"Never assume anything."
So Tom took Friday off, and it was lovely. After yard sales and lunch, we even drove over and watched San Andreas at the theater for pure fun and absolutely no moral or educational benefit.
But then came Saturday. Yard sales were terrific, but the heat and humidity became unbearable so we drove to our local carpet shop where, last year, the owner wrote out an estimate for us. Now in the morning, Tom had taken out the tape measure so to remeasure our living room and office, but I told him, "Nope! Don't need to do that. We'll just take that estimate with us, then they'll send a professional out to measure later."
Anytime you think something will be easy-peasey-- be leary.
Inside, the one salesman helped a woman for 15 minutes before telling Tom and I that soon his wife would return and help us. What felt like hours later, he spent 4 minutes with us, just long enough for Tom to turn to me and ask, "Didn't the guy last year say that we'd need a 15 foot roll?" to which I replied, "I don't remember a thing about that."
But 15-foot rolls of berber are as rare as snow in July. Twelve is standard. That's when the salesman disappeared to help a man who came in after us.
Fifteen minutes later, the humidity and our impatience growing, we'd had it. If we'd wanted to be ignored, we'd have gone to Home Depot.
We should have walked out then, I know this. But the salesman had our estimate and I wanted it back. And when the other customer left, the salesman gave the paper back to me and went on where he'd left off 20 minutes earlier. But Tom stopped him and asked why he'd helped the man who came in after us--and it all went downhill from there.
The salesman apologized, then I told Tom we needed to just go home and remeasure the rooms because something sounded wrong if we needed a 15 foot roll for our tiny house. But that's when the guy's wife returned, she who actually works there (he was just helping her), and we had to start all over. At least, Tom did. I walked over to the door to wait for him because the whole thing had gotten ridiculous and I was fuming.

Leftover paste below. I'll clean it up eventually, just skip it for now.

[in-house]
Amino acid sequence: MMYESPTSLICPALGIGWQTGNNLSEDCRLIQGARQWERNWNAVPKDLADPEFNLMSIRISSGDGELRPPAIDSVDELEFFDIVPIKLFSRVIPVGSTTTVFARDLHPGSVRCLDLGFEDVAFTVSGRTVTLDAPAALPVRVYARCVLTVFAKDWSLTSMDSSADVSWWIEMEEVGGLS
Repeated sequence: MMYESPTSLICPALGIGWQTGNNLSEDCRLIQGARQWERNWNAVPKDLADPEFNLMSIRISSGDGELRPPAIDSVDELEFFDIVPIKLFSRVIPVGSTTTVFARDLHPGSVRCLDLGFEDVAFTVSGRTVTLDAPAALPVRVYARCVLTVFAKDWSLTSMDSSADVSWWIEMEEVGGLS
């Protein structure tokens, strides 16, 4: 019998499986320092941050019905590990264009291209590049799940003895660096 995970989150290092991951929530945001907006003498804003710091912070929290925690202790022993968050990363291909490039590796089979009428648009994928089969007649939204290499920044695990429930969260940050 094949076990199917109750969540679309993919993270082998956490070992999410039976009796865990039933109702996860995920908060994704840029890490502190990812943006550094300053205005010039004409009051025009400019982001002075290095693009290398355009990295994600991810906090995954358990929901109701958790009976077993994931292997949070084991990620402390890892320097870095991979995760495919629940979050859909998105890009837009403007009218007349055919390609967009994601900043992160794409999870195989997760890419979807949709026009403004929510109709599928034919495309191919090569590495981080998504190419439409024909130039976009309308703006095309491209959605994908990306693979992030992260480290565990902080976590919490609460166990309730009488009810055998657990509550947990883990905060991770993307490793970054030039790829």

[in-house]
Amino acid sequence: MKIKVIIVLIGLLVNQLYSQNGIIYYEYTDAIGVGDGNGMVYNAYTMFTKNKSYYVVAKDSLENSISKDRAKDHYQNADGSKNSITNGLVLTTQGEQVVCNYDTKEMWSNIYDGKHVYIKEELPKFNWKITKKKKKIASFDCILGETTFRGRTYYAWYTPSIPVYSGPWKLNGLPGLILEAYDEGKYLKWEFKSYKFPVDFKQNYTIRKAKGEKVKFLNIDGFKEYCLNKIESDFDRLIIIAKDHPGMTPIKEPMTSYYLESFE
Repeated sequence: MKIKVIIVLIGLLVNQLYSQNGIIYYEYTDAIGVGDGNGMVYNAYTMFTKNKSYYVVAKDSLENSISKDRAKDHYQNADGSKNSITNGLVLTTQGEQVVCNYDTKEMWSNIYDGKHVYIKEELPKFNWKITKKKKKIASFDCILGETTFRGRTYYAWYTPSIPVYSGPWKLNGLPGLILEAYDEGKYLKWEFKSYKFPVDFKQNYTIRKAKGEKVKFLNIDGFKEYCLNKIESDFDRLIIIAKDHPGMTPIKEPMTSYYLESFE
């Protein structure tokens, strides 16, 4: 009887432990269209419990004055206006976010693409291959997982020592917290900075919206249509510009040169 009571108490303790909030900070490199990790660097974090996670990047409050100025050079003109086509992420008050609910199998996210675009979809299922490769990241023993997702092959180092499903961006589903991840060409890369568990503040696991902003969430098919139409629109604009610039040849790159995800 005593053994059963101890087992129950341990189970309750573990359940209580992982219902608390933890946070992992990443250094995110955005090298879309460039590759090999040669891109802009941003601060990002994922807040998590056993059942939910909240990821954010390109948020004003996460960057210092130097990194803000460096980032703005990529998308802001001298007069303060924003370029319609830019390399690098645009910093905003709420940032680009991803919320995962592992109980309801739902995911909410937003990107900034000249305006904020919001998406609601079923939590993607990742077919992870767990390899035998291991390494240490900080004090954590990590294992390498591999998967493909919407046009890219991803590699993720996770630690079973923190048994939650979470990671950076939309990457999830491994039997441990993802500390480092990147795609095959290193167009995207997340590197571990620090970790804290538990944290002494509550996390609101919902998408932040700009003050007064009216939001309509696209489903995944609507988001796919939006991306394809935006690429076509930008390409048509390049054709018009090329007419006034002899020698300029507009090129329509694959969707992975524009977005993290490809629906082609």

I just wanted to go home to our cheap, matted-down carpet, vacuum it, and call it a day. But Tom and the two salespeople kept talking and trying to figure out a way to get a (rare) 15 foot roll of berber. Finally, I rolled my eyes, huffed and stepped out into our sauna of a car, hoping Tom would take the hint.
He didn't. Fifteen minutes later he finally came out and I'll tell ya, if not for God calming me down, I'd have gone ballistic. But the whole thing was so ludicrous, that I was the kind of hysterical where you sense--if you start yelling--you'll never be able to stop. So instead, you slip into light-headedness and over-exaggeration and it comes out sounding rather like humor to your listener.
But oh, suddenly I really understood why some people lose their minds and the next thing they know, find themselves sitting in prison. And it sounds weird, but I'm grateful my heart was broadened that way.
Well, with the air-conditioner now blasting and what with buying lunch to take home, I soon felt saner. And when Tom later re-measured the carpet and discovered a 12 foot roll would have been fine, well, I didn't even tell him I told you so. After all, most of this had been my own fault--I had assumed we didn't need the measurements. I had stopped Tom from taking them before we left home.
For four years, especially, God's worked with me about never assuming anything. Maybe someday I'll always remember that. Maybe. But I'm thinking probably not. :)
"Look carefully then how you walk, not as unwise but as wise, making the best use of the time ... do not be foolish, but understand what the will of the Lord is." ... Ephesians 5:15-17
“Don’t build roadblocks out of assumptions.”
― Lorii Myers
We totally enjoyed San Andreas. So realistic-ly made that I had to keep reminding myself that San Francisco is not, at this moment, a pile of rubble.
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